The latest Panzerfaust 3 variant in service is designated the PzF 3-IT-600.

Specifications for the Dynamit-Nobel Panzerfaust 3
Action: Spring Coil Mechanism Ignition
Cartridge: 90mm launcher
Feed System: 1 x 110mm rocket
Maximum / Effective Range: 1,640ft (500m; 547yds)

Overall Length: 1200mm (47.24in)


The AT4 is the primary anti-armor weapon of the United States Army.

The M136 AT4 is billed as the United States Army's primary light anti-tank weapon system available to infantry squads and is based on the original AT4 anti-tank shoulder-launched munition system. The system can be used by a single operator against armored targets posing a threat to the lively hood of the infantry squads. Essentially, the M136 AT4 operates as a recoilless rifle (as opposed to a guided missile launcher), allowing for high penetration of armored targets and fires a cartridge round measuring over half the length of the launching tube. When fired, the projectile sports spring loaded fins during flight.

The M136's cartridge round is an 84mm High-Explosive Anti-Tank munition with a rocket-type cartridge, fin stabilization and can achieve free flight once it leaves the launcher (not a wire-guided munition). The launcher itself is a single-piece tube system wrapped in fiberglass and is disposable after one shot.

The United States Army has since stopped purchases of the base AT4 anti-tank system in favor of the newer AT4-CS (Confined Space) implement. The AT4-CS is designated as the M136E1 and holds the advantage of being able to fire from confined areas such as inside of buildings, improving its reach in urban settings. The weapon has a listed effective range of 300 meters and weighs in at only 7.5 kilograms. The recoilless qualities of the M136 family allow for just about any trained operator to fire one and its rugged capabilities mean that the system can receive a great deal of in-the-field abuse and not reflect that in its performance.

Specifications for the FFV / Alliant TechSystems M136 AT4 Light Anti-Armor Weapon
Action: Single-Shot, Self-Contained Recoilless Rifle
Cartridge: 84mm
Feed System: 1
Muzzle Velocity: 950ft/sec (290m/sec)
Maximum / Effective Range: 985ft (300m; 328yds)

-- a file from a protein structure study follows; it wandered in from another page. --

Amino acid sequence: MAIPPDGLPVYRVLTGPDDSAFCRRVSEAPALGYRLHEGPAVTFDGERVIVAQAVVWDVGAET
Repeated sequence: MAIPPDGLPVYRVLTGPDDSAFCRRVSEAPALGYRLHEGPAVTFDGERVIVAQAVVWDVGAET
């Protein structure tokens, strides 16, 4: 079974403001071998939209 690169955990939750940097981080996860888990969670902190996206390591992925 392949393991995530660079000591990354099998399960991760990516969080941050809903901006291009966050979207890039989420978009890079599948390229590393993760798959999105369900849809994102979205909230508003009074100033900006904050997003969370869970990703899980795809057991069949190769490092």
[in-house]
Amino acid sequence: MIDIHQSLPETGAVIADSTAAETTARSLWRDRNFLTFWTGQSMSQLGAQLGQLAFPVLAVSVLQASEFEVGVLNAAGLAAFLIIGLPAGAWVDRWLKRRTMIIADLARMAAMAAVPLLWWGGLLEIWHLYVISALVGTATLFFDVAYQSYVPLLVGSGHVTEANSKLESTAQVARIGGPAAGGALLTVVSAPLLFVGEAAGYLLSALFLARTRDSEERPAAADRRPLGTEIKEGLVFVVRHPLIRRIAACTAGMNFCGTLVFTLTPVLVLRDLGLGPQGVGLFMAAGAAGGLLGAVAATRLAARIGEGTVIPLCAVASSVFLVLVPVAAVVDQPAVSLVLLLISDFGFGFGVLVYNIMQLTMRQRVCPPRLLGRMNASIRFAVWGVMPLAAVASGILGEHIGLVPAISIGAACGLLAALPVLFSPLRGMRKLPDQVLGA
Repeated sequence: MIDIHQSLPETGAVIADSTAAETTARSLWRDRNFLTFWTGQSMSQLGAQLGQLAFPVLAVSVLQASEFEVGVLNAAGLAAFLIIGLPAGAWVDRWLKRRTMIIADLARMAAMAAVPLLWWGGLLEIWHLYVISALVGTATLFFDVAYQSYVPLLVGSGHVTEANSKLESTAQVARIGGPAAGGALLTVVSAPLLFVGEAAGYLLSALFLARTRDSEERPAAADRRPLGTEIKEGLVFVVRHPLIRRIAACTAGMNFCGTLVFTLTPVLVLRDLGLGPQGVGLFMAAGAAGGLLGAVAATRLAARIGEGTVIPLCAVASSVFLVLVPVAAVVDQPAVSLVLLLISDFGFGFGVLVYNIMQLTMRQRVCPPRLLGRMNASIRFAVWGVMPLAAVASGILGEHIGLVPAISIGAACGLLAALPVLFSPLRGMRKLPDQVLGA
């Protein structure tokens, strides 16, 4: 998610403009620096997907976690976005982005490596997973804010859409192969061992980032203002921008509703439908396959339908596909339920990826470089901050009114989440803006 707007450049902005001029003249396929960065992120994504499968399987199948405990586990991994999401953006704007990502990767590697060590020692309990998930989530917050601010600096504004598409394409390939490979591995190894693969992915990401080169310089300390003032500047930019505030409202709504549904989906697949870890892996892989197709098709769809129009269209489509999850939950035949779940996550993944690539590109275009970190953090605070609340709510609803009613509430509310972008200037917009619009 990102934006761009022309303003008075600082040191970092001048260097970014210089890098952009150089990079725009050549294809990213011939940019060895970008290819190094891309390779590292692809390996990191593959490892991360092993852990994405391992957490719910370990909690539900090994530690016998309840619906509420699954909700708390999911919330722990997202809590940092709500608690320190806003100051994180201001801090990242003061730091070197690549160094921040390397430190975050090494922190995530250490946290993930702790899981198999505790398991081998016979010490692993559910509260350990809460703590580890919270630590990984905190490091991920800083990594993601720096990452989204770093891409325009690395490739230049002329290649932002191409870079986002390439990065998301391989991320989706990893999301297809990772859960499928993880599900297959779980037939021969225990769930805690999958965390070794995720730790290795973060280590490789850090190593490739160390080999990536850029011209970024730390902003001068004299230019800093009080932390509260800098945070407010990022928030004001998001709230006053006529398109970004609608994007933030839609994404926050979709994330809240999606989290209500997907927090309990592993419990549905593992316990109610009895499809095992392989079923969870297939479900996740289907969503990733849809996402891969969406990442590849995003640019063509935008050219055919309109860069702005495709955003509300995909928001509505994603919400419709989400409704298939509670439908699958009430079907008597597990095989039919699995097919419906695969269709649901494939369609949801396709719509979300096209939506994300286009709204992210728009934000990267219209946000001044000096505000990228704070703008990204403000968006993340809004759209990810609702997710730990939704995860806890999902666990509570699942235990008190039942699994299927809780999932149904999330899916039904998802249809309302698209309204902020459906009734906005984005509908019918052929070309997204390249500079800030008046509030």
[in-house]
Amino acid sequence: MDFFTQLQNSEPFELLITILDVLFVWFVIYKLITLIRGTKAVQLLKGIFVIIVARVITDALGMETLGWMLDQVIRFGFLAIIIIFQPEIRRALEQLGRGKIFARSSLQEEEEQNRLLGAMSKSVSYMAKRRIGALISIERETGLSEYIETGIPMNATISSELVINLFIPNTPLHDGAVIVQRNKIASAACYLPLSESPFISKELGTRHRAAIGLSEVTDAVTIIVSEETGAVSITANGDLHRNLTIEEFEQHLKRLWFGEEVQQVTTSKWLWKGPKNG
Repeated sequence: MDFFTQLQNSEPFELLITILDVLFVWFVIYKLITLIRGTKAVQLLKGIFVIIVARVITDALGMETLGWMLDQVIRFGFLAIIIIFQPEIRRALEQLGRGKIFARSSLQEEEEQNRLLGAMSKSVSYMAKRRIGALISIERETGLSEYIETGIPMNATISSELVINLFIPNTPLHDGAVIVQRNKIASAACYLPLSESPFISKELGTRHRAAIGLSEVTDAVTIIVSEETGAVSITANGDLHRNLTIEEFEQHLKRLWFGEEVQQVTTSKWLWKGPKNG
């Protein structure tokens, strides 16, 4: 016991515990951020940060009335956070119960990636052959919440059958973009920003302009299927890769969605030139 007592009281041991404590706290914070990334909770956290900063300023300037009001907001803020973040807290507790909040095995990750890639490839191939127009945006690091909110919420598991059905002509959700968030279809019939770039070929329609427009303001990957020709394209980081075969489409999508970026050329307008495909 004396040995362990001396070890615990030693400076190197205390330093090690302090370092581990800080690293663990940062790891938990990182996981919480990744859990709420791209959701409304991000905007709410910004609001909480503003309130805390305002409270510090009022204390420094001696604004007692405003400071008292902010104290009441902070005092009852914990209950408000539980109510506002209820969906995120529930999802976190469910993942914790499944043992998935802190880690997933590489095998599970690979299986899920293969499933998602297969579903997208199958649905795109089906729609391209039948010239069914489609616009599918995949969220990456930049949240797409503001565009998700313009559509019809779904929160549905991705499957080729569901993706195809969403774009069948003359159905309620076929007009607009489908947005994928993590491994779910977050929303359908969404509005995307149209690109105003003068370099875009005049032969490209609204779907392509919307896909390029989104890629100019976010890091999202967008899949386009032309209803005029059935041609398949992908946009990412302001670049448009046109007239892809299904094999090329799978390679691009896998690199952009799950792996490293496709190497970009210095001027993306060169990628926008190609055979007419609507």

Sights: Range Indicator Rear Sight

Overall Length: 1020mm (40.16in)
Barrel Length: 1,020.00 (40.16in)
Empty Weight: 1.80kg (3.97lbs)


The B-300 maintains an advantage of needing only a single user to operate the weapon.

The B-300 is an Israeli Military Industries product and is a man-portable anti-tank weapon system. It is designed to engage enemy tanks or fortified structures depending on the chosen warhead type (HEAT - High Explosive Anti-Tank round or HEFT - High Explosive Follow-Through). The Follow-Through round deals with fortifications in two stages, the first being the penetration phase. The second (i.e. the follow-through) phase, launches a secondary anti-personnel shaped charge into the structure. Design of the B-300 began in the 1970's with production running from 1980 through today.

The B-300 itself had origins in the French-produced STRIM anti-tank rocket launching system. This weapon replaced the American-made 3.5" Super Bazookas in service with the IDF. Review of Israeli Army experience in their 1973 conflict gave notice to the effectiveness of Soviet-produced RPG-7 systems in enemy hands. As such, a competing design by Israel was eventually ushered in, this becoming the B-300.

Physically, the B-300 follows conventional wisdom in design. A pistol grip is positioned slightly forward with the firing mechanism on a pistol grip and trigger assembly positioned near center of the firing tube. A folding bipod is positioned just aft of the pistol grip as is a retractable shoulder rest. Sights include integrated standard front and rear battle sights and a variable scope mounting. Scope types include the Starlight scope (via adapter) for night operations and Stadia Sighting Telescope with integrated Beta light for improved dawn/dusk efficiency.

The B-300 weighs in at 3.65 kilograms empty and at 8 kilograms loaded. The system is 1,440 millimeters in length and can fire 3 rounds per minute. Sights include the standard iron sights but this can be augmented with the use of telescopic sights and night vision scopes. Its ease of use allows various military components to utilize the weapon as needed - this includes airborne and mechanized infantrymen alike.